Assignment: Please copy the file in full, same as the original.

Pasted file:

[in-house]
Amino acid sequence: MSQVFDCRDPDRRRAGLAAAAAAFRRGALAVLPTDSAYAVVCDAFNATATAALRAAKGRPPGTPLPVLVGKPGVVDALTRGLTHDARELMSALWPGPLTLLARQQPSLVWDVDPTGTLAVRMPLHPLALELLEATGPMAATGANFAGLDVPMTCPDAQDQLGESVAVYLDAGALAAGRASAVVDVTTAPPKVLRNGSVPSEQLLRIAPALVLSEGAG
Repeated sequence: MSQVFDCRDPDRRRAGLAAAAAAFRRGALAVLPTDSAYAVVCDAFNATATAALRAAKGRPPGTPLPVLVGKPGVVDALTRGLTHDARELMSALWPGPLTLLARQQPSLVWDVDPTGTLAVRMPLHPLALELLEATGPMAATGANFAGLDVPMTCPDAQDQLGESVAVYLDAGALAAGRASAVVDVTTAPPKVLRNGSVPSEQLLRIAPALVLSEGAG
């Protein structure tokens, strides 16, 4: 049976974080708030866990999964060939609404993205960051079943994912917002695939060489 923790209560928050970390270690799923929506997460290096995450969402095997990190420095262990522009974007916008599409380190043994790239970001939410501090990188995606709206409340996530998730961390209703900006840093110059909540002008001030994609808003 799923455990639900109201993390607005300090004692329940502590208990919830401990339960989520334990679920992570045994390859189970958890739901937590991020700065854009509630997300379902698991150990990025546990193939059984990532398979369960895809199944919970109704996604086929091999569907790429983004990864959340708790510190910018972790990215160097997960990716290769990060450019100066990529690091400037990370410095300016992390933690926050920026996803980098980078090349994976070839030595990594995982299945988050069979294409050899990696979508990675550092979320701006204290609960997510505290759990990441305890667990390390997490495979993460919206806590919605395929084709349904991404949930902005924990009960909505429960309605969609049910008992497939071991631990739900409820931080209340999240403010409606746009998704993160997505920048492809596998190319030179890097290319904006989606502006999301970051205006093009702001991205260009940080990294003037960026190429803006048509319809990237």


[in-house]
Amino acid sequence: MSQVFDCRDPDRRRAGLAAAAAAFRRGALAVLPTDSAYAVVCDAFNATATAALRAAKGRPPGTPLPVLVGKPGVVDALTRGLTHDARELMSALWPGPLTLLARQQPSLVWDVDPTGTLAVRMPLHPLALELLEATGPMAATGANFAGLDVPMTCPDAQDQLGESVAVYLDAGALAAGRASAVVDVTTAPPKVLRNGSVPSEQLLRIAPALVLSEGAG
Repeated sequence: MSQVFDCRDPDRRRAGLAAAAAAFRRGALAVLPTDSAYAVVCDAFNATATAALRAAKGRPPGTPLPVLVGKPGVVDALTRGLTHDARELMSALWPGPLTLLARQQPSLVWDVDPTGTLAVRMPLHPLALELLEATGPMAATGANFAGLDVPMTCPDAQDQLGESVAVYLDAGALAAGRASAVVDVTTAPPKVLRNGSVPSEQLLRIAPALVLSEGAG
């Protein structure tokens, strides 16, 4: 049976974080708030866990999964060939609404993205960051079943994912917002695939060489 923790209560928050970390270690799923929506997460290096995450969402095997990190420095262990522009974007916008599409380190043994790239970001939410501090990188995606709206409340996530998730961390209703900006840093110059909540002008001030994609808003 799923455990639900109201993390607005300090004692329940502590208990919830401990339960989520334990679920992570045994390859189970958890739901937590991020700065854009509630997300379902698991150990990025546990193939059984990532398979369960895809199944919970109704996604086929091999569907790429983004990864959340708790510190910018972790990215160097997960990716290769990060450019100066990529690091400037990370410095300016992390933690926050920026996803980098980078090349994976070839030595990594995982299945988050069979294409050899990696979508990675550092979320701006204290609960997510505290759990990441305890667990390390997490495979993460919206806590919605395929084709349904991404949930902005924990009960909505429960309605969609049910008992497939071991631990739900409820931080209340999240403010409606746009998704993160997505920048492809596998190319030179890097290319904006989606502006999301970051205006093009702001991205260009940080990294003037960026190429803006048509319809990237």